Current Trends In Precision Farming
Use and adoption of precision farming technologies is also related to the size of farms. While some emerging countries still have very small individual farm spaces, most of the developed regions (and high value precision farming technologies regions) have witnessed a growth in farm size (area).
This trend is visible in countries such as Australia and the U.S. and across various countries in Europe. For example, in the U.S. between 1987 and 2018, the percentage of cropland on farms with at least 2,000 acres more than doubled from 15% to 36%. Technologies such as GPS guidance systems, yield, soil mapping and variable-rate technology offer a better and more efficient output and hence their usage seems to have led to an increase in farm size and vice-versa.
The agriculture sector’s increased demand for precision farming technologies also helped end users to reduce their carbon footprint. By 2006, it is estimated that no-till farming led to a global reduction of 14.76 billion kg of carbon dioxide, the equivalent of removing 6.56 million cars from the road for one year. Introduction of biotech crops also decreased the usage of pesticides. Global pesticide applications have decreased 6% since the introduction of biotech crops, equivalent to the elimination of 379 million pounds of pesticides.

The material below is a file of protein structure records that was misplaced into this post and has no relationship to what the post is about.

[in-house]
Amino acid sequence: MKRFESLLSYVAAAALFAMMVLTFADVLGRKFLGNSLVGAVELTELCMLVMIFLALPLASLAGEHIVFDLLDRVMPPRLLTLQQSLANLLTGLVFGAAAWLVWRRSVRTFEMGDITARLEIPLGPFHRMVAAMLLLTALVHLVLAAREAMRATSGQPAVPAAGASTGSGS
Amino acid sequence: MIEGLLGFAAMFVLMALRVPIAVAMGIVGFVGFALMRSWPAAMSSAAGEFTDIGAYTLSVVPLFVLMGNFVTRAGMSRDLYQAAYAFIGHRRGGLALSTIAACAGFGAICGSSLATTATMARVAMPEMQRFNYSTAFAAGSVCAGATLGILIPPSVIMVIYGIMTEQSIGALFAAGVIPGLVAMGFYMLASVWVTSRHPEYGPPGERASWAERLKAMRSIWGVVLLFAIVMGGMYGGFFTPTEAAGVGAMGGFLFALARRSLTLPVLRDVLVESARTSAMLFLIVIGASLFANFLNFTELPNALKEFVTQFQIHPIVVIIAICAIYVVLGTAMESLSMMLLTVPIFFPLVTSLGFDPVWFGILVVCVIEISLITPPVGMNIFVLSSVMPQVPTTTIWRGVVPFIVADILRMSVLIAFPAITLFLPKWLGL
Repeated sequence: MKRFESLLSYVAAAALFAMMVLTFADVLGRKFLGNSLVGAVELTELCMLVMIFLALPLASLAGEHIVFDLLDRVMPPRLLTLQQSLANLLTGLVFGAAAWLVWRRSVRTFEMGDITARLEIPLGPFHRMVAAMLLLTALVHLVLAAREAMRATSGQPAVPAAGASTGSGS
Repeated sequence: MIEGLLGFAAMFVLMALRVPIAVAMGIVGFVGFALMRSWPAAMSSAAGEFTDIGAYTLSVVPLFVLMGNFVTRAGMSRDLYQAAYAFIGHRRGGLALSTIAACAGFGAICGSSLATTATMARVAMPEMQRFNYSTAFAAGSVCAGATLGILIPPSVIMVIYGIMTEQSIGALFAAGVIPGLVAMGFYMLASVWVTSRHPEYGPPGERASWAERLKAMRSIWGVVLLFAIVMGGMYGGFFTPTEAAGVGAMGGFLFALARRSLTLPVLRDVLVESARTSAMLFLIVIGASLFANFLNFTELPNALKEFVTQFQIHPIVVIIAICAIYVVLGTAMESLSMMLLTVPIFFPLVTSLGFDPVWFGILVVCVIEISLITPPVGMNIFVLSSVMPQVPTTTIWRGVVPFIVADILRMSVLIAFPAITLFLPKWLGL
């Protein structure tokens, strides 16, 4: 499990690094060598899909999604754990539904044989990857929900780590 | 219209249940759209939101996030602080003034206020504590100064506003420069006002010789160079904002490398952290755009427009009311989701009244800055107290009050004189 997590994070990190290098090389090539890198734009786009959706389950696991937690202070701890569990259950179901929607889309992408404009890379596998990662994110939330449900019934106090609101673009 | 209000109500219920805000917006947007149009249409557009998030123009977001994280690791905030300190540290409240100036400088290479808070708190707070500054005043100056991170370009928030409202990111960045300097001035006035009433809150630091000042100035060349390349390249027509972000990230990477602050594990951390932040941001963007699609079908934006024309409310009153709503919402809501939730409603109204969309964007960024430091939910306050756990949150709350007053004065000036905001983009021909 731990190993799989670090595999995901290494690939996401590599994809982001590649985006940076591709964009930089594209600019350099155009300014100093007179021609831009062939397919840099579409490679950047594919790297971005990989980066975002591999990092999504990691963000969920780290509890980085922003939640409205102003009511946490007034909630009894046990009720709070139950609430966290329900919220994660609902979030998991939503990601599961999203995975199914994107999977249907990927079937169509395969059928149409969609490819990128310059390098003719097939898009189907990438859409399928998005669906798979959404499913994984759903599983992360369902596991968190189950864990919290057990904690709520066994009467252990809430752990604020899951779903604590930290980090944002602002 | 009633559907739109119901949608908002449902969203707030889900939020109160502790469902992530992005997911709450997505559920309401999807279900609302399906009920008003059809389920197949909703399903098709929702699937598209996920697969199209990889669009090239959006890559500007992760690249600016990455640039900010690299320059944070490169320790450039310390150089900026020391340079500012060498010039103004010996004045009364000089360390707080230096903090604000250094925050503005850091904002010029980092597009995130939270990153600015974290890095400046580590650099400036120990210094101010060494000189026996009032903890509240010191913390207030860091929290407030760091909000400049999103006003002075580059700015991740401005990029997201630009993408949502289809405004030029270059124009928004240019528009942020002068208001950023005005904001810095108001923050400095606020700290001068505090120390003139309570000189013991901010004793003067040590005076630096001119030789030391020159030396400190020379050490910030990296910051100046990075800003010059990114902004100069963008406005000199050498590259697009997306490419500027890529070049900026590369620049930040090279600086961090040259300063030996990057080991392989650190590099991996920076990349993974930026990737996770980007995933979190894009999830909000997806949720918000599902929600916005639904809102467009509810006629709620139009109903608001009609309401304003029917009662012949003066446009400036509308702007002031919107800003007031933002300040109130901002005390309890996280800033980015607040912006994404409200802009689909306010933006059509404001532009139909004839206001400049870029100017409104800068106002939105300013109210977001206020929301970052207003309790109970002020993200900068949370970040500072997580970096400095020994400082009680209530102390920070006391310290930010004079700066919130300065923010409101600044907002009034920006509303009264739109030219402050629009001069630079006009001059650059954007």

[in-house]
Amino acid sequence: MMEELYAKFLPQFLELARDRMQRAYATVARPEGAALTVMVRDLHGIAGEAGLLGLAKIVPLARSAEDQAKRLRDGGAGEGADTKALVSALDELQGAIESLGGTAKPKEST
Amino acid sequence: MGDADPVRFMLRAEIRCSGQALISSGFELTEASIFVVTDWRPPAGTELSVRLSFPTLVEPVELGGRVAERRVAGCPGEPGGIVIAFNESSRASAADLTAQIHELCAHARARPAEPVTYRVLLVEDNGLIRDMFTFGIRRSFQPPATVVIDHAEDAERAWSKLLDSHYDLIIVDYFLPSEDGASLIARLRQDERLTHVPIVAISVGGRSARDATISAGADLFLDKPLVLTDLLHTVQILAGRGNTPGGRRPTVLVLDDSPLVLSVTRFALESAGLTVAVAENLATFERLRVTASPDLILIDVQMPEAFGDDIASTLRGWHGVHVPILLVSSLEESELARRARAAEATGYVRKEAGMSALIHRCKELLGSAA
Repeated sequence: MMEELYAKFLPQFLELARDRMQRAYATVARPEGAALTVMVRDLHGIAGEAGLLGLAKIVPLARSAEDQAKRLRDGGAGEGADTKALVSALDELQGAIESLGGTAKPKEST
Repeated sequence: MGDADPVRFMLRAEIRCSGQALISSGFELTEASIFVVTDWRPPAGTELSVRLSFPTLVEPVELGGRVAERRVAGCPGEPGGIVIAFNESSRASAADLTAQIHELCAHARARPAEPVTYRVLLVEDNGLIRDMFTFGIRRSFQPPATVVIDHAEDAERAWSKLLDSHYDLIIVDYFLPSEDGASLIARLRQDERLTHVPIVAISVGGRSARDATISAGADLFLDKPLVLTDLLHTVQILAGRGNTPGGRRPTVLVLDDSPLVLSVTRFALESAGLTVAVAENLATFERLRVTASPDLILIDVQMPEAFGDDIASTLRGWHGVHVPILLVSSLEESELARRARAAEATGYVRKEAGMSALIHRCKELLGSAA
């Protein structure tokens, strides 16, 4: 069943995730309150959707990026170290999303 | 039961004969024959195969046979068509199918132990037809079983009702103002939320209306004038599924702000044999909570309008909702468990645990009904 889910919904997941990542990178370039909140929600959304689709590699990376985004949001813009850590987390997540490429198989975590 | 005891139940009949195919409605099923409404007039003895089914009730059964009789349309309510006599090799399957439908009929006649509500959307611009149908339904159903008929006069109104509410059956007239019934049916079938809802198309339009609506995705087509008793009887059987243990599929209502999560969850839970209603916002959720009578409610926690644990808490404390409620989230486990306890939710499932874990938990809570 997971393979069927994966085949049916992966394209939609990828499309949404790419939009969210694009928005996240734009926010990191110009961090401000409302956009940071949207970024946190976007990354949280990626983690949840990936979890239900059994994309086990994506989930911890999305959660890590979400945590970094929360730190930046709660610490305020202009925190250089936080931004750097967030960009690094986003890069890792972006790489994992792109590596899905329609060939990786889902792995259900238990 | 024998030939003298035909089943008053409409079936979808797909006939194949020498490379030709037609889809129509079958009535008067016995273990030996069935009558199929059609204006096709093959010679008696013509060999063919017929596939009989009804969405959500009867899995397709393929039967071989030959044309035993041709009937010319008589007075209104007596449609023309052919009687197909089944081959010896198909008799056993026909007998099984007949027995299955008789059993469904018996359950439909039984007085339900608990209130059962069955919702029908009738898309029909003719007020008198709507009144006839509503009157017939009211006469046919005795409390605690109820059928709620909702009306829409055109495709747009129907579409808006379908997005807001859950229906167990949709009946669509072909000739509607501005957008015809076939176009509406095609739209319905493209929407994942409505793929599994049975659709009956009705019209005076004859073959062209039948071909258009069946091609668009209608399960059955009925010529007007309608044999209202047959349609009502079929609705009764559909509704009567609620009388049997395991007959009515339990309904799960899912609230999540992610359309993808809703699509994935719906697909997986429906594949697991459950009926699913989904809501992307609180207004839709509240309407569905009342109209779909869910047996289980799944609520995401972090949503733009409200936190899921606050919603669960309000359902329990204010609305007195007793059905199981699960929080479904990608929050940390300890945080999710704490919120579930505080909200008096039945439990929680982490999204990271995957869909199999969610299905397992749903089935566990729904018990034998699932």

However, precision farming has been mostly adopted in the developed regions—Western Europe and North America. One key reason for low adoption of precision farming technologies in emerging regions is the lack of technological knowledge. Additionally, lack of government incentives and financing, high initial investments and lack of local vendors are other factors leading to slower adoption of precision farming in the emerging regions.
Another factor which negatively impacts adoption in some emerging regions is small farm/agricultural areas as the breakeven time would be too long. One such country is India where most of the farm lands are too small to have precision farming technologies implemented. The breakeven time in comparison to yield would be very high, thus negating the positive benefits of precision farming technologies.
Future Trends In Precision Farming